September 29, 2005
Wilcox Co. -- It's amazing how the little things in life can make a lasting impression.
Many children think that working on the railroad, driving the trains and waving to people at crossings would rate as the greatest job they could have.
A southwest Georgia man once thought that same way, especially since his dad worked on the railroad. He never did, but comes as close as anyone to having the best of both worlds.
In the edge of a yard sits several railroad motorcars in various states of disrepair, with two of them ready to run the rails. Some may look like junk and an ideal place for snakes to live, but Larry Crowe sees a gold mine of memories. "My daddy rode me on one when I was 10 years old," says Larry, as he gets the cranking handle from the cab of a Fairmont motorcar once owned by the Southern Railway Company.
Larry has the car's birth papers, the original order form that tells all about the little car that weighed 840 pounds at birth. With two turns of the handle, the little yellow motorcar putt-putts to life, as if waking from a short nap, even though it's 48 years old.
He can always connect with his father's memory through the one-cylinder motorcar he rebuilt, just like the one his late father drove to work sites. Larry remembers vividly that his dad broke the railroad's rules one day by letting him ride in the two-seater, and that short ride made a lasting impression on Larry.
He collects and rebuilds railroad motorcars decades later because of that single ride. "I've got about 10," says Larry, who thought he'd never get to own a motorcar. In the 70s, American railroads sold their motorcars and replaced them with pick-up trucks fitted with special railroad wheels, a much more comfortable ride to work sites.
Canadian railroads retired their motorcars recently and were quickly sold at auction. Larry's luxury model carries five people, and they ride the rails as a family outing three to four times a year, with about 40 other motorcar enthusiasts from throughout the country. "An enjoyable, feel good time. Brings back the days of the old railroad, too," says Larry as he drives the dark red car.
Maintenance crews commuted to their work locations in the little cars for decades, and now, Larry and his family ride those same rails the workers traveled. "First time we've been able to make this run on the HOG, or Heart of Georgia, railroad," says Larry, as they depart eastward from Pitts.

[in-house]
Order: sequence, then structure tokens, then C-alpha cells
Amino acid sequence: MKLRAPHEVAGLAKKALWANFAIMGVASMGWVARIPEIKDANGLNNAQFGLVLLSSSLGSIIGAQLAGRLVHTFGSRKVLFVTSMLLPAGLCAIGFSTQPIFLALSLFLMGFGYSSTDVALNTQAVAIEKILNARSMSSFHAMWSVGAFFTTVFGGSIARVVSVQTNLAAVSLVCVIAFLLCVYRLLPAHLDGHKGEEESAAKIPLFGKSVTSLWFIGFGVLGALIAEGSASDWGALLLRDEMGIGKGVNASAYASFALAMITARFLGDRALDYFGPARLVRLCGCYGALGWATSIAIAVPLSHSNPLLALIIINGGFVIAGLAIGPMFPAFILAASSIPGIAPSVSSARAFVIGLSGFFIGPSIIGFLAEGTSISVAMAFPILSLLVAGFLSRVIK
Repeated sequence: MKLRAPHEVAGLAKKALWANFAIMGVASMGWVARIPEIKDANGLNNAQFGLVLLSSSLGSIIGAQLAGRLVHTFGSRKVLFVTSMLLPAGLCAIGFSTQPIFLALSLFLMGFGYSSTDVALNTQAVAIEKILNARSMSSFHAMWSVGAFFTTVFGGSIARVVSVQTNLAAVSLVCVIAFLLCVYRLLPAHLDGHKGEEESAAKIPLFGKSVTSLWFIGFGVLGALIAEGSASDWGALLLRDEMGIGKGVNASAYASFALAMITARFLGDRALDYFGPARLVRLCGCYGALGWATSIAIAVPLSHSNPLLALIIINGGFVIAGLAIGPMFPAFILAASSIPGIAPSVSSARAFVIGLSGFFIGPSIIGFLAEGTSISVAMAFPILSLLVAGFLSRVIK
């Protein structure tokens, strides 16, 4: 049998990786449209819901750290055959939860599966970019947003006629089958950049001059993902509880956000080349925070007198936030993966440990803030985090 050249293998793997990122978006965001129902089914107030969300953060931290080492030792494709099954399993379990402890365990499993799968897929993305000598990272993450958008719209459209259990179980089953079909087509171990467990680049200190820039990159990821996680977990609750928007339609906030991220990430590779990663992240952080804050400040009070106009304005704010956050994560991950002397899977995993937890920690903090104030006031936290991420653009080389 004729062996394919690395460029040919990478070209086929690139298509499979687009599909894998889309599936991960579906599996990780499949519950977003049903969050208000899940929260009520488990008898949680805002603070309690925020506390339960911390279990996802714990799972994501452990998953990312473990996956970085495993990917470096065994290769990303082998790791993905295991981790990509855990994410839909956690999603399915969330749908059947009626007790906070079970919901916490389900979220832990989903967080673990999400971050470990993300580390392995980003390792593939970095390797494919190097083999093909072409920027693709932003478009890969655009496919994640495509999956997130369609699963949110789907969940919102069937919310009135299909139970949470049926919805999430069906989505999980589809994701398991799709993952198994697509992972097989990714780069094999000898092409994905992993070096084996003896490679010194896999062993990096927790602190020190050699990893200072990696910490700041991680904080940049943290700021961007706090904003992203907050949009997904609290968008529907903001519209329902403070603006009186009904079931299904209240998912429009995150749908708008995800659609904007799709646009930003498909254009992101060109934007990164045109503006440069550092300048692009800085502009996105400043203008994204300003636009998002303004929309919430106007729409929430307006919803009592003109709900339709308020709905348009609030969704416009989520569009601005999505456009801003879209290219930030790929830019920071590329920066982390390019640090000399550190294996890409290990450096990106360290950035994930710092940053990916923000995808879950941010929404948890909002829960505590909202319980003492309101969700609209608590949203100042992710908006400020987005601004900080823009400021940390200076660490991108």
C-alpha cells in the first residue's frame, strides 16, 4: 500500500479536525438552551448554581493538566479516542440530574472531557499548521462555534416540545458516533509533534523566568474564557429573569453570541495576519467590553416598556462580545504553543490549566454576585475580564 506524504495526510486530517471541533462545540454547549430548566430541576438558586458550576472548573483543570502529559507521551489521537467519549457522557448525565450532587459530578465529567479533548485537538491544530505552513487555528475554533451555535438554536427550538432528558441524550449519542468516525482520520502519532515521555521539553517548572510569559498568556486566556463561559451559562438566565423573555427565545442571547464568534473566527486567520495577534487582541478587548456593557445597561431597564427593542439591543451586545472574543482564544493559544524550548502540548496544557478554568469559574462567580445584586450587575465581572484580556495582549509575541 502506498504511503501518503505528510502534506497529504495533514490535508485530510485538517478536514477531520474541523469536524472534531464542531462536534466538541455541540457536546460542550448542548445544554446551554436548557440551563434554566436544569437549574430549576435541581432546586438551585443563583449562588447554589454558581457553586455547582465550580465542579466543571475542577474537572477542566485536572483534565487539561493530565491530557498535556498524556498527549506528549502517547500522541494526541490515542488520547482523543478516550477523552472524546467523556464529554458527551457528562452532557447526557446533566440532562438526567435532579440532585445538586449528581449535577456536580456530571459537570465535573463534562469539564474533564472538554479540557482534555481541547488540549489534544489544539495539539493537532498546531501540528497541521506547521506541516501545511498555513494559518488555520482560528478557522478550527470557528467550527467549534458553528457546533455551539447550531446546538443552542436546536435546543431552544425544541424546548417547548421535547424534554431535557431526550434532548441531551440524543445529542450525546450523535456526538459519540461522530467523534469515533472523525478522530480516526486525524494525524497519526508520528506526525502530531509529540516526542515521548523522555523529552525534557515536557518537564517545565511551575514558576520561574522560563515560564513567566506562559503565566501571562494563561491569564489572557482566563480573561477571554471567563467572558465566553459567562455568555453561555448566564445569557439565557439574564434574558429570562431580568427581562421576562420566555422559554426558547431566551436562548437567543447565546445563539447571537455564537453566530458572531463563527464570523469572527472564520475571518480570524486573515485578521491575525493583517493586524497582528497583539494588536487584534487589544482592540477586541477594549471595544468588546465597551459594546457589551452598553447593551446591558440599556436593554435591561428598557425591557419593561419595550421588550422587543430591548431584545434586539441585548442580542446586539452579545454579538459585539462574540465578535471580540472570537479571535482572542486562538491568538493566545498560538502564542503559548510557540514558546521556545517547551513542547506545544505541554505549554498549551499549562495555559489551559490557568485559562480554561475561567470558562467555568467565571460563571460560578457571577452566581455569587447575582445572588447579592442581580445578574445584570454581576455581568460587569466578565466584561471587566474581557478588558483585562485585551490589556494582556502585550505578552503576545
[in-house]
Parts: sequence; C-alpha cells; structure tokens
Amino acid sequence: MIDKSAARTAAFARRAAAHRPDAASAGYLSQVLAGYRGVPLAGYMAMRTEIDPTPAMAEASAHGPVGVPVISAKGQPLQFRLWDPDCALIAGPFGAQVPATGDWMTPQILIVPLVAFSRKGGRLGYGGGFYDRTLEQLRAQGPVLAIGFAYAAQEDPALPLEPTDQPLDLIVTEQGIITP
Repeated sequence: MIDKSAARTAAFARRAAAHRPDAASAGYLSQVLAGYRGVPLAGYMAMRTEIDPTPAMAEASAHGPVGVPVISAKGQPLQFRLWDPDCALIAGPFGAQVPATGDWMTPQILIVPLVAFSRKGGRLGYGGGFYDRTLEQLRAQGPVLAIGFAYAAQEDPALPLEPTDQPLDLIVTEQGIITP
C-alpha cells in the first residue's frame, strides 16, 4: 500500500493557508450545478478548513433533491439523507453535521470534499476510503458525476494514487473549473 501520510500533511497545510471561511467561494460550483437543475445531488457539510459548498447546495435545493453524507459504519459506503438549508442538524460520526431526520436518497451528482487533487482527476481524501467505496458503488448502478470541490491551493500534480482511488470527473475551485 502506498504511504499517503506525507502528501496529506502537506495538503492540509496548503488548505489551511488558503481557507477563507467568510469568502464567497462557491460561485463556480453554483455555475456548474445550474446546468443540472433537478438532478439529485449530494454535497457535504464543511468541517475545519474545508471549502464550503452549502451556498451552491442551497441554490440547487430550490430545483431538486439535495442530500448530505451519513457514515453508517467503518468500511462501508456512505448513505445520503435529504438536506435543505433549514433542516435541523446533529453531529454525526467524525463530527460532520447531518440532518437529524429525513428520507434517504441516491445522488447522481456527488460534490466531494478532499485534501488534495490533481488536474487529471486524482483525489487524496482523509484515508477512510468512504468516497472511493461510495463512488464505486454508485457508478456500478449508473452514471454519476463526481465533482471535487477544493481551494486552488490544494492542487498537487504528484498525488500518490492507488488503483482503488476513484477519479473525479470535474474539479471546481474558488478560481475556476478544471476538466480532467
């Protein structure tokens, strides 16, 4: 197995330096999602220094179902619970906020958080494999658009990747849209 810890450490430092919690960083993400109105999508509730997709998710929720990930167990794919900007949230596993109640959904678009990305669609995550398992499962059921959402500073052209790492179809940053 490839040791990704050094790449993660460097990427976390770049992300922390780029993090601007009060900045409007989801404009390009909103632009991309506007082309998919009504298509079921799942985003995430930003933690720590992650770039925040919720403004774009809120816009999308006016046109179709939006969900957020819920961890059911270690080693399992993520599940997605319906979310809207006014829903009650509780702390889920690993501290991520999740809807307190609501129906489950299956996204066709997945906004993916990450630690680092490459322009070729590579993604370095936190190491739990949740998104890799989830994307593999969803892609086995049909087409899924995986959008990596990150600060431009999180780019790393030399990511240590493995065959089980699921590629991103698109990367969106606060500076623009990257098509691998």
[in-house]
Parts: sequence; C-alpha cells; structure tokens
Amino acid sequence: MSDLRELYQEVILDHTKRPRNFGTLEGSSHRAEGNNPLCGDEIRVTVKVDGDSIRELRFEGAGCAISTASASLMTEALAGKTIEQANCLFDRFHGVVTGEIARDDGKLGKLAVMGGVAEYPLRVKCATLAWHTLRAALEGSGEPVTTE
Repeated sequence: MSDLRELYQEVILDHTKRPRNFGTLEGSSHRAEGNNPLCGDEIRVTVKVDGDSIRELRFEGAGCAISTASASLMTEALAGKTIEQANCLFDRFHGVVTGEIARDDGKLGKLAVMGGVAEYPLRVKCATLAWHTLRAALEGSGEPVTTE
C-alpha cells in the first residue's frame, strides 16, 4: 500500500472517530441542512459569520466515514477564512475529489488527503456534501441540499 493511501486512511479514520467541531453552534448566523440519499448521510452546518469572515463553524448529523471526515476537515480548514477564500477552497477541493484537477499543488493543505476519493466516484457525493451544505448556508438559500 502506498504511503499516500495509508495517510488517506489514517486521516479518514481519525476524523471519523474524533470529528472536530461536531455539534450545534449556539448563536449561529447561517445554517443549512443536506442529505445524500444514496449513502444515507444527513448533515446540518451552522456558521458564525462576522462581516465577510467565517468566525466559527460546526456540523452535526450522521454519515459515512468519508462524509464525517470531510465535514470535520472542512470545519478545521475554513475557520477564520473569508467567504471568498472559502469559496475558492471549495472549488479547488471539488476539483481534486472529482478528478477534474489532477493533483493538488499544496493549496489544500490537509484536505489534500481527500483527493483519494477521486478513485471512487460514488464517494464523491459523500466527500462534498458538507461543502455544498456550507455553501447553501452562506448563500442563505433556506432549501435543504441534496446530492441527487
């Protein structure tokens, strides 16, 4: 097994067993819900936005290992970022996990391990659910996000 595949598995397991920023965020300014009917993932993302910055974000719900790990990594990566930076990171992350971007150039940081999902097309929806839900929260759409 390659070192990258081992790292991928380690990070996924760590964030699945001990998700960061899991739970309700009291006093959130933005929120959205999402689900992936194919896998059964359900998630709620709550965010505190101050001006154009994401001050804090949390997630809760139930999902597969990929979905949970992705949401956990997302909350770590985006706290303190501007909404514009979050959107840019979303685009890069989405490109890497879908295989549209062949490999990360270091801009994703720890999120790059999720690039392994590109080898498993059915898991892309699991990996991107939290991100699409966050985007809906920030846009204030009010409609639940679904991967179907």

Before sundown, they will travel 136 miles that only a train lover could love. 'It will go faster than you want it to go," says Larry when asked how fast it will go.
The door-less car, with only a windshield and a rear window, seems to travel much faster than it really is. The trees whiz by. Crossings disappear in a blink of an eye. Silhouettes of grain bins and augers stand like skyscrapers.
The motorcar has a top speed of 20 miles per hour, with safety chains to keep the passengers from falling out. "Like driving a truck," says Larry as he presses a clutch, gently pulls the hand brake to slow down and shifts gears.
He slows at every crossing to make sure they can safely cross. Few people get to see America like motorcar enthusiasts get to see it. "You get to see everybody's backyard," says Larry "And, you might see an old motorcar sitting at someone house."
People trackside welcome the convoy, people like Carol Harden who, along with several others, spent a Saturday morning cleaning near the railroad tracks in Rochelle. "I thought I'd like to get on one and ride. I wanted to be part of the party," says Carol. All day they relive railroading history on rented tracks, paying $150 a car to have hundreds of miles of fun.
People like Larry Crowe won't let the motor cars fade away. They are on the right track to keep the memories alive, like a little boy's special experience with his dad. Larry says each motorcar has its own identity. Railroad workers would often etch the name of the car somewhere in plain view of all who would ride it.
Many motorcar enthusiasts belong to North American Railcar Operators Association that organizes excursions.